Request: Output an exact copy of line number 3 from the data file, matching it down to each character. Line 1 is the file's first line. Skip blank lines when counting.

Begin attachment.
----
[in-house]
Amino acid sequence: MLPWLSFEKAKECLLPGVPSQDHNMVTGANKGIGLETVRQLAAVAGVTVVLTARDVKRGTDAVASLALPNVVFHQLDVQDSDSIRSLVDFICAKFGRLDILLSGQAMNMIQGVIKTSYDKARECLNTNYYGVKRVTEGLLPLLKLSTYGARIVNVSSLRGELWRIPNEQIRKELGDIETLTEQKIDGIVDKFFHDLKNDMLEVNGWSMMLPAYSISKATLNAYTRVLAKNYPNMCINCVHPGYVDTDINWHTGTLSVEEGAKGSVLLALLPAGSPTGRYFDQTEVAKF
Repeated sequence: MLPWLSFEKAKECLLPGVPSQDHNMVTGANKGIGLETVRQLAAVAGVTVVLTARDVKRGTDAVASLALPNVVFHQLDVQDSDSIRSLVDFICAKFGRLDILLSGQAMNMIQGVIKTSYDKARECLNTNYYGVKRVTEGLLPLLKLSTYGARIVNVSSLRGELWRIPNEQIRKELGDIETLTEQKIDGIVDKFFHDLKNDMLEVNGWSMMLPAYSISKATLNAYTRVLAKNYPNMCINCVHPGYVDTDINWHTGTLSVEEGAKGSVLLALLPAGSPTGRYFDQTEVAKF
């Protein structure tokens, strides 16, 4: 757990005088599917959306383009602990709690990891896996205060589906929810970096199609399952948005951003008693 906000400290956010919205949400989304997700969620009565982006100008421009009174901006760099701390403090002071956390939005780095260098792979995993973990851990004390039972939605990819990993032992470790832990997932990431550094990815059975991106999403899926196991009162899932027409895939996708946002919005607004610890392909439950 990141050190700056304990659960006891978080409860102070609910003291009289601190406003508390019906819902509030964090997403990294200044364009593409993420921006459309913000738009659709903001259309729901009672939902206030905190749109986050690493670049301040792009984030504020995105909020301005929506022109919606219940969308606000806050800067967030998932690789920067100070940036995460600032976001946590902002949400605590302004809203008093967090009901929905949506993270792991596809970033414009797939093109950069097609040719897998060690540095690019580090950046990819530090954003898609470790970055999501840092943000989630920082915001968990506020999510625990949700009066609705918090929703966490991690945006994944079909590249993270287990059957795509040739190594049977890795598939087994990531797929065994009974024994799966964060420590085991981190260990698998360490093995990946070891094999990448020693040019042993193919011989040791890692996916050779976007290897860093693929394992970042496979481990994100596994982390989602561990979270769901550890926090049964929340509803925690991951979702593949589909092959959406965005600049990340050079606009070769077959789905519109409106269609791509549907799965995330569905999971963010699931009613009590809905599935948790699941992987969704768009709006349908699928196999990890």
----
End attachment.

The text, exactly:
Repeated sequence: MLPWLSFEKAKECLLPGVPSQDHNMVTGANKGIGLETVRQLAAVAGVTVVLTARDVKRGTDAVASLALPNVVFHQLDVQDSDSIRSLVDFICAKFGRLDILLSGQAMNMIQGVIKTSYDKARECLNTNYYGVKRVTEGLLPLLKLSTYGARIVNVSSLRGELWRIPNEQIRKELGDIETLTEQKIDGIVDKFFHDLKNDMLEVNGWSMMLPAYSISKATLNAYTRVLAKNYPNMCINCVHPGYVDTDINWHTGTLSVEEGAKGSVLLALLPAGSPTGRYFDQTEVAKF